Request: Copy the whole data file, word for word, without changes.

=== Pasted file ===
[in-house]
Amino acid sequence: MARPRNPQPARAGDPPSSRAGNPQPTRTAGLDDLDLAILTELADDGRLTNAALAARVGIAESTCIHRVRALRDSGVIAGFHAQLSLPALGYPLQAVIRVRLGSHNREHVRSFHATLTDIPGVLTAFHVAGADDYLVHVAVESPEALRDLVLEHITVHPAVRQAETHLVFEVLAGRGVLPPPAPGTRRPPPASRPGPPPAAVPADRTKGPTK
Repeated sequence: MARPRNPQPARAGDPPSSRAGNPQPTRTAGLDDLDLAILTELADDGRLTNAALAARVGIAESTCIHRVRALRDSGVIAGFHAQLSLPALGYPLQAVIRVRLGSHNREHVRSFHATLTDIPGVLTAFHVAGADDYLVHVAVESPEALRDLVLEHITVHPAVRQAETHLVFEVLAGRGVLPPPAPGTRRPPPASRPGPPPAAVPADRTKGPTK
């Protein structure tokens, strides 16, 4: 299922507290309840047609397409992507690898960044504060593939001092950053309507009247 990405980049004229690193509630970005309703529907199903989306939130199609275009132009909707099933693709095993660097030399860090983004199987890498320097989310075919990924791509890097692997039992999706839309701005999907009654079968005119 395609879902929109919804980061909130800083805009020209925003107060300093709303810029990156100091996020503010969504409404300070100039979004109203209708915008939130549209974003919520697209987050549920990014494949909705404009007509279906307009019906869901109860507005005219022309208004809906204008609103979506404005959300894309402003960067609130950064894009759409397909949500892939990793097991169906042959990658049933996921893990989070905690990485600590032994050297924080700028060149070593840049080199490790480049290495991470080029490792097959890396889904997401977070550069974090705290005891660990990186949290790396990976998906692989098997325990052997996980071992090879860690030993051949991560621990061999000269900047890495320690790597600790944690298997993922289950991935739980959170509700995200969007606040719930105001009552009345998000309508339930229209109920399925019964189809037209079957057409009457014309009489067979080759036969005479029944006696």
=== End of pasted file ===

[in-house]
Amino acid sequence: MARPRNPQPARAGDPPSSRAGNPQPTRTAGLDDLDLAILTELADDGRLTNAALAARVGIAESTCIHRVRALRDSGVIAGFHAQLSLPALGYPLQAVIRVRLGSHNREHVRSFHATLTDIPGVLTAFHVAGADDYLVHVAVESPEALRDLVLEHITVHPAVRQAETHLVFEVLAGRGVLPPPAPGTRRPPPASRPGPPPAAVPADRTKGPTK
Repeated sequence: MARPRNPQPARAGDPPSSRAGNPQPTRTAGLDDLDLAILTELADDGRLTNAALAARVGIAESTCIHRVRALRDSGVIAGFHAQLSLPALGYPLQAVIRVRLGSHNREHVRSFHATLTDIPGVLTAFHVAGADDYLVHVAVESPEALRDLVLEHITVHPAVRQAETHLVFEVLAGRGVLPPPAPGTRRPPPASRPGPPPAAVPADRTKGPTK
């Protein structure tokens, strides 16, 4: 299922507290309840047609397409992507690898960044504060593939001092950053309507009247 990405980049004229690193509630970005309703529907199903989306939130199609275009132009909707099933693709095993660097030399860090983004199987890498320097989310075919990924791509890097692997039992999706839309701005999907009654079968005119 395609879902929109919804980061909130800083805009020209925003107060300093709303810029990156100091996020503010969504409404300070100039979004109203209708915008939130549209974003919520697209987050549920990014494949909705404009007509279906307009019906869901109860507005005219022309208004809906204008609103979506404005959300894309402003960067609130950064894009759409397909949500892939990793097991169906042959990658049933996921893990989070905690990485600590032994050297924080700028060149070593840049080199490790480049290495991470080029490792097959890396889904997401977070550069974090705290005891660990990186949290790396990976998906692989098997325990052997996980071992090879860690030993051949991560621990061999000269900047890495320690790597600790944690298997993922289950991935739980959170509700995200969007606040719930105001009552009345998000309508339930229209109920399925019964189809037209079957057409009457014309009489067979080759036969005479029944006696």